4 Stone Buildings
The Legal Cheek View
4 Stone Buildings is a leading commercial chancery set made up of 40 members, including nine KCs. The nature of the work taken on by the set has changed over the years — originally a predominantly chancery set, it now mainly takes on work with a commercial element. Work, however, is predominantly commercial chancery as opposed to pure commercial. Financial services, banking, restructuring and insolvency, and shareholder disputes are all key sources of work for tenants at this impressive set.
The wide range of interesting work on offer at 4 Stone Buildings is one of the key attractions for aspiring barristers. Tenants tell us that there is “never a dull moment” with work taken on by the set including Lehman Brothers entering into insolvency, the collapse of the Maxwell empire, and litigation concerning LIBOR manipulation. We are told that “each day brings new and stimulating challenges”. There are also opportunities to undertake international work, with Chambers having particular experience in the Caribbean and the Far East. They will also be hosting the Legal 500 Disputes Summit in Dubai in Autumn. The versatility of the work, and the frequent difficulty of defining it into neat categories, means that 4 Stone Buildings belongs to both the Commercial Bar Association and the Chancery Bar Association.
Recent exciting cases worked on by tenants at the set include Andrew de Mestre KC and James Knott appearing in an appeal to the Supreme Court in relation to a claim against HSBC stemming from a multi-billion-dollar Ponzi scheme, Jonathan Crow KC representing the executor of the Duke of Edinburgh’s will, Sharif Shivji KC defending Credit Suisse in a $2 billion claim brought by Mozambique regarding the ‘tuna bonds scandal’, and Andrew de Mestre KC, Lara Hassell-Hart, and Nicholas Cox appearing in the High Court’s first ever application for special administration of an energy supply company, namely Bulb Energy.
From the junior perspective, an insider tells us that “the work at 4SB is a great mix of complex, high value litigation where juniors work in teams with more senior barristers, and smaller matters where juniors run the case and do the advocacy”. We are also told that there is a good combination of general contractual disputes and technical issues such as insolvency, meaning a balance of being on your feet and being sat researching the law. Whilst it is possible to specialise into certain areas later on in your career, we hear that most members retain a broad practice.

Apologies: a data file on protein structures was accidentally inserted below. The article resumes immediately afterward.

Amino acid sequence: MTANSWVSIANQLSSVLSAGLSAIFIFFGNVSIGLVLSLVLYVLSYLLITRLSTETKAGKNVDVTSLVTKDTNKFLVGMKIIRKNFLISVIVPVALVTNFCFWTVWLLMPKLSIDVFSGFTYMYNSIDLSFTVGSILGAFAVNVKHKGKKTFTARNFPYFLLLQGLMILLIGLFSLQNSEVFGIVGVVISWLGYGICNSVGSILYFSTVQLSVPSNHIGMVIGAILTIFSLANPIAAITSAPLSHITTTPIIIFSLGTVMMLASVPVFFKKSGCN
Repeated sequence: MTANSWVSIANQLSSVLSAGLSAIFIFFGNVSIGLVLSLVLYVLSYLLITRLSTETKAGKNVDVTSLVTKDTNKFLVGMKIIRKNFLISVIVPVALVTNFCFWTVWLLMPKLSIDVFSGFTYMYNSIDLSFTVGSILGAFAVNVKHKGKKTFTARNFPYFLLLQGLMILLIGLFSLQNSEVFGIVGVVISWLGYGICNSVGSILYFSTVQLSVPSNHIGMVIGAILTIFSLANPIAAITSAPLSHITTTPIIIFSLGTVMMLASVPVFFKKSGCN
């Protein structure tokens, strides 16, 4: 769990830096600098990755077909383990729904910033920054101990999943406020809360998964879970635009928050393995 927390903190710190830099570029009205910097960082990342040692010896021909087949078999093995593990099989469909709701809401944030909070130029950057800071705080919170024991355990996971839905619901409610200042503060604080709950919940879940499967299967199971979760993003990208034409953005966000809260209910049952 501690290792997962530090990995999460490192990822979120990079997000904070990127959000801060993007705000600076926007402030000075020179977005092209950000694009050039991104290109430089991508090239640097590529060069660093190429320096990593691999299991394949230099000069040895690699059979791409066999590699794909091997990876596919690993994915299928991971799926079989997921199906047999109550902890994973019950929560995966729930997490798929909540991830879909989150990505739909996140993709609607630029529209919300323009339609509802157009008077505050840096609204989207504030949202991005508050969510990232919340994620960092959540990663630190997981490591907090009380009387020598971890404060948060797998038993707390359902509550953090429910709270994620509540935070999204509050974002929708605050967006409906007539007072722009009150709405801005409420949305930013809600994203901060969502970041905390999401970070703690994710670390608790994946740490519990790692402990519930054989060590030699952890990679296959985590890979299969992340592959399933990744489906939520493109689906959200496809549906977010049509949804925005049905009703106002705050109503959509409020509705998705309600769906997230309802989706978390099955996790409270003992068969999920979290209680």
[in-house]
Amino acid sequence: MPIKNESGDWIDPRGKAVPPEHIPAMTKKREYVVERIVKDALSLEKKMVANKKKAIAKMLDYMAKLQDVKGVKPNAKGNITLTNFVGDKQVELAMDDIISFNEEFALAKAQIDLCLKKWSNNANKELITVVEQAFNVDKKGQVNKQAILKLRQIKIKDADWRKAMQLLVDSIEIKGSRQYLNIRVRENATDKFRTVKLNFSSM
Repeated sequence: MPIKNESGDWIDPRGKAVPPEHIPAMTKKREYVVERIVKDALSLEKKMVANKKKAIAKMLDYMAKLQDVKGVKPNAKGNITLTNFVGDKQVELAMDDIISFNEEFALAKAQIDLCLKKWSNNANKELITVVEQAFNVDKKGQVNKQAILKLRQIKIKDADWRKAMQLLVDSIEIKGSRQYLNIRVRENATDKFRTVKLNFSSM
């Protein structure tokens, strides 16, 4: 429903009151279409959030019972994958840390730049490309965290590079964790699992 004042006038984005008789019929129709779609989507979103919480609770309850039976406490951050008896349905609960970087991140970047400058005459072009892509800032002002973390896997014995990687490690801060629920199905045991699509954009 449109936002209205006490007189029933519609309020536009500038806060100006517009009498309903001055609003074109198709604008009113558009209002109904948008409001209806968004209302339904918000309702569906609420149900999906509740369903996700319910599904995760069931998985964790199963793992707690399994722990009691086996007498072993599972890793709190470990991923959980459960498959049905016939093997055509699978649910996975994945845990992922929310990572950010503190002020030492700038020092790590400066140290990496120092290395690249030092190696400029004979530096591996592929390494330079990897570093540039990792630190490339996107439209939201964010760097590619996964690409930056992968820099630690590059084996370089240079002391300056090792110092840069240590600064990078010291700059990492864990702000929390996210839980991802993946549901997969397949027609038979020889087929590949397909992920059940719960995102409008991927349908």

Within Chambers, we hear that there is an open door policy and always someone to help you out if you are struggling with a complex case. One junior tells us “members of chambers are very generous with their time if junior members need a sounding board”. Similarly, the “truly excellent” clerks are always on hand to help: “If a problem has arisen the clerks have always gone out of their way.” The clerks are also supportive of members trying to strike that elusive work/life balance. Whilst there are inevitable “peaks and troughs”, we are told “the clerks are extremely supportive in that regard and make sure that the barristers don’t burn themselves out”. As one tenant sums up: “I consider myself extremely fortunate to work among such lovely people”.
For those wanting to spend more time with their “lovely” colleagues, 4 Stone Buildings regularly puts on a Chambers’ tea, where members can chat about work or anything else. A new addition — or “recent improvement” as one junior puts it — is the introduction of Thursday drinks in the clerks’ room. We hear there are a few parties each year, such as the summer and Christmas parties, but generally the social side is a bit on the light side compared to other sets. As one tenant puts it, “it is fair to say we are not a set full of party animals”. Chambers do, however, participate in annual charitable events such as the London Legal Walk and the City of London 5K race.